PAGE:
Monday, April 06, 2009

Country Thunder 2009

I know I haven’t blogged in a long time, but this one’s so juicy you are gonna forgive my trespasses.

I went to Country Thunder last month. That’s right! One of the largest country music festivals in the nation and possibly the redneck spring break.

It reminds me a little of tubing the Salt River. Poor Arizonans don’t have any water. It sucks for us, okay? But we’re not going to let it keep us from having crazy beach parties.

So back at Country Thunder, every other girl is wearing a bikini—and daisy dukes, a cowgirl hat and boots. Every other guy is wearing jeans and a bare, sunburned chest. And there’s no water. It’s a little ridiculous, but like I said, not having water won’t keep us from pretending that we have water. Or at least filling up the bed of a pick-up truck with it.

Thus the theme of the most legendary campsite of the entire Country Thunder campground (a veritable sea of campers and tents): Get Lai’d. Yes, the décor screamed tropical: plastic plants, inflatable parrots and monkeys, a gigantic inflatable “aloha”, flower-painted beer pong tables, leis everywhere, Budweiser streamers, tiki torches, business cards, etc.

Generally the pace of life for the four days at Camp Get Lai’d goes something like this:

Start drinking beer at ten, when you happen to wake up to the sounds of a song about a country boy who can get you where you wanna go because he knows all the back roads being blared out of box speakers hooked up to an ipod.

Slowly go about cleaning the dust out of your crevices, peeing, brushing your teeth, trying to find clean clothes. (God, that place got so freaking dusty…)

Or take a five-minute, 6$ shower in a semi after waiting in line for an hour.

Maybe have a delicious, homemade breakfast burrito.

Watch the beer cruisers go by.

When you get tired of the steady parade of horn-honking, public nudity, intoxication, home-made parasail experiments, (see above) arrests, etc. go to the stage to see a show, maybe have an awesome Cajun Catfish Sandwich. (Damn that Cajun place is good.)

Or participate in a scavenger hunt mixer that has you asking neighboring campers for 3 different tampons, two types of condoms (used is not a type), blue spoons, Oreo cookies, pancakes with syrup, dryer lint, a lime Jell-O shot, an unsharpened pencil, a 1999 penny, a Christmas item, and the list goes on…for three pages.

Go back to the camper and have a nap.

Play ladder golf, or horseshoes, or some game with bean bags and a hole in a piece of wood.

Have something grilled for dinner.

Get dusted off, put on a jacket and watch a stoned Alan Jackson deliver a flawless performance.

Almost get into an altercation at the porta-potties culminating in a screaming match with some blond woman who you would not fight with because she is bigger than you.

Go back to Camp Lai’d after the show for a beer pong tournament followed by a live performance by The Larson Parks Band playing out of a blue pick-up truck.

Pass out somewhere at 5:00 a.m. Wake up with huge hickies on your neck right next to the hickie your girlfriend/boyfriend left before you came out here. Oops.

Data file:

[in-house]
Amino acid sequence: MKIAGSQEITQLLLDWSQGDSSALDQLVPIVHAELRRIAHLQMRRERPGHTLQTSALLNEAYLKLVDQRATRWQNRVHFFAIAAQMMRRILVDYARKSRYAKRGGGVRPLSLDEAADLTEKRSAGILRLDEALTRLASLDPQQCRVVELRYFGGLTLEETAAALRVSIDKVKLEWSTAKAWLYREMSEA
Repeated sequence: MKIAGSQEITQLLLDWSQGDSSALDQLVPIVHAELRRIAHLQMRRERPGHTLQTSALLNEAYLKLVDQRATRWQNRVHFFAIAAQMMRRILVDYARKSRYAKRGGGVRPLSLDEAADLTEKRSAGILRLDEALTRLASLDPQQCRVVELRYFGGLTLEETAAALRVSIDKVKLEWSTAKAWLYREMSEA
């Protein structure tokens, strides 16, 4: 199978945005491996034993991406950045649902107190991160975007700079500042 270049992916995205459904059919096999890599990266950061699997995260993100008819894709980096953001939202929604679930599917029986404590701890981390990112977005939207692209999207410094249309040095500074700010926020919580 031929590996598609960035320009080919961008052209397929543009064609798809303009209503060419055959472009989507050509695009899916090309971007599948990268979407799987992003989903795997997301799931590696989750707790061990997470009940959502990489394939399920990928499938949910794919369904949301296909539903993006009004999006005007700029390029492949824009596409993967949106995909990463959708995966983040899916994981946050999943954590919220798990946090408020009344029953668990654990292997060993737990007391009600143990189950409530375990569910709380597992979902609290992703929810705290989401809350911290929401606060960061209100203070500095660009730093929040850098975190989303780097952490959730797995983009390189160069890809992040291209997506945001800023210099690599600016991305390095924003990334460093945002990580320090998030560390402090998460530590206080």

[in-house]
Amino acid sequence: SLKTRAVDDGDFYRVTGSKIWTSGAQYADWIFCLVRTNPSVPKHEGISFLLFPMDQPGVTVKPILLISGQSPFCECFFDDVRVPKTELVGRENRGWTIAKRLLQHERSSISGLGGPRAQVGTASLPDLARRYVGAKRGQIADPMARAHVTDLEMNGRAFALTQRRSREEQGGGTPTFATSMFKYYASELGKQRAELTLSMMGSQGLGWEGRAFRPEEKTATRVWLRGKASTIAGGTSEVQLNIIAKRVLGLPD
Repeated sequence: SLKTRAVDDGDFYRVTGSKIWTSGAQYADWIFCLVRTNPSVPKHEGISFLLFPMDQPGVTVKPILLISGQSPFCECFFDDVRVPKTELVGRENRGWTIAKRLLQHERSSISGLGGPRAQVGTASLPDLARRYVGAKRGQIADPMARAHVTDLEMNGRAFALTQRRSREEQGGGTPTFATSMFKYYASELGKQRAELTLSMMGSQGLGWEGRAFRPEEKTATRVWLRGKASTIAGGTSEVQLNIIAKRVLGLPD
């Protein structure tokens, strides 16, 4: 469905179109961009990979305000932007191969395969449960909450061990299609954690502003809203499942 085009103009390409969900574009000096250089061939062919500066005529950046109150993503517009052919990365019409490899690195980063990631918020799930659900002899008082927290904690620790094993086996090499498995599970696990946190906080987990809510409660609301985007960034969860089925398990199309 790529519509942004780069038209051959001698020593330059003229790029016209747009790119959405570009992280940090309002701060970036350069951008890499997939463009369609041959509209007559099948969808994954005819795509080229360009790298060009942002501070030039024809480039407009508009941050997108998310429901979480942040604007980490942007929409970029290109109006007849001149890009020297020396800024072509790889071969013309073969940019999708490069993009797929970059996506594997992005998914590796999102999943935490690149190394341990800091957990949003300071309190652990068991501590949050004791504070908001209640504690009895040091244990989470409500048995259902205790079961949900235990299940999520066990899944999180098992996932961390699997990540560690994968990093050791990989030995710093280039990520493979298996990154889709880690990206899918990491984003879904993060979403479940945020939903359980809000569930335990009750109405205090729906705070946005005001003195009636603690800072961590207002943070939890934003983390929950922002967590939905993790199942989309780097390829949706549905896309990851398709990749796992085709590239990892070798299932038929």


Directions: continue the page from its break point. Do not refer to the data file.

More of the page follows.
Lose your boots. Ask around for your boots the next day.

Realize your favorite beer was stolen. Blame someone else for leaving it in plain sight of mischievous drunkards. Go back to drinking PBR.

Yes, the infamous redneck stereotype of strict exclusion of anyone “different” made me nervous before I got there as well. I have some country “cred” of my own, being the daughter of an Iowa farm girl and, having started riding when I was young, having a horse and spending a college summer in Estes Park taking people on horseback rides through the Rockies six days a week, I wasn’t exactly a stranger to the cowgirl boots and the hat, but I felt I was on a polar opposite from most ideology that “country” stands for. What I realized is that we may have been conditioned to assume that polarity. “Liberals” should not make rigid assumptions about what it means to be “country”, “redneck” or whatever you want to call it. Equally, “conservatives” should resist knee jerk reactions against liberals. I see us managing the same symbols and key words, but not everyone ascribes to those symbols and key words in the same manner. In fact, I wrote an op-ed piece about it in The Arizona Daily Star.

On a final note, I'd like to mention something about "country culture" that I really appreciate. As the tee shirt below espouses, a common theme in country music is not having much materially, but making the most of it. (I personally relate to the Alan Jackson song, "Little Bitty": our home, dog and car are tiny. I also despise large portions.) In today's version of capitalism with so much pressure to participate in a culture of branding and consumption, making the most of a little and DIY pride are a point of resistance.


Andy said...

Country Thunder sounds rockin! Its a shame I missed it.

LadderGolfFan said...

when i read the story i felt sad that i missed out the Country Thunder festival..But I am happy to see that you all enjoyed the camp and Ladder golf game too..I also like the game very much..Ladder golf has become quite a popular game for all ages..